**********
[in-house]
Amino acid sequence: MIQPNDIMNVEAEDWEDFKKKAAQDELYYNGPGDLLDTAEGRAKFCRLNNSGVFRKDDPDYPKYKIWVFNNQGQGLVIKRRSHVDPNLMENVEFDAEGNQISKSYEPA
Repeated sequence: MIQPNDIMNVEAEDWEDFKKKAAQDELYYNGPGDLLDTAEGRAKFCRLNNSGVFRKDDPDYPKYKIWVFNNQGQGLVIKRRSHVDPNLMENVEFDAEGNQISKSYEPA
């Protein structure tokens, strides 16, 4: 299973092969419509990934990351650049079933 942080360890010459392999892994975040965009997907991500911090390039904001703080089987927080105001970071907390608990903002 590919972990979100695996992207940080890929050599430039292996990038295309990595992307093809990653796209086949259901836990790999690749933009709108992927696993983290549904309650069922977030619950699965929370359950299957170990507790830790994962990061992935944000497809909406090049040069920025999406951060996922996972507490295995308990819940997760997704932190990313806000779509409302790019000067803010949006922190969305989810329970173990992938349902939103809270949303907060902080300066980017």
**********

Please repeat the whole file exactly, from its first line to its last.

[in-house]
Amino acid sequence: MIQPNDIMNVEAEDWEDFKKKAAQDELYYNGPGDLLDTAEGRAKFCRLNNSGVFRKDDPDYPKYKIWVFNNQGQGLVIKRRSHVDPNLMENVEFDAEGNQISKSYEPA
Repeated sequence: MIQPNDIMNVEAEDWEDFKKKAAQDELYYNGPGDLLDTAEGRAKFCRLNNSGVFRKDDPDYPKYKIWVFNNQGQGLVIKRRSHVDPNLMENVEFDAEGNQISKSYEPA
């Protein structure tokens, strides 16, 4: 299973092969419509990934990351650049079933 942080360890010459392999892994975040965009997907991500911090390039904001703080089987927080105001970071907390608990903002 590919972990979100695996992207940080890929050599430039292996990038295309990595992307093809990653796209086949259901836990790999690749933009709108992927696993983290549904309650069922977030619950699965929370359950299957170990507790830790994962990061992935944000497809909406090049040069920025999406951060996922996972507490295995308990819940997760997704932190990313806000779509409302790019000067803010949006922190969305989810329970173990992938349902939103809270949303907060902080300066980017």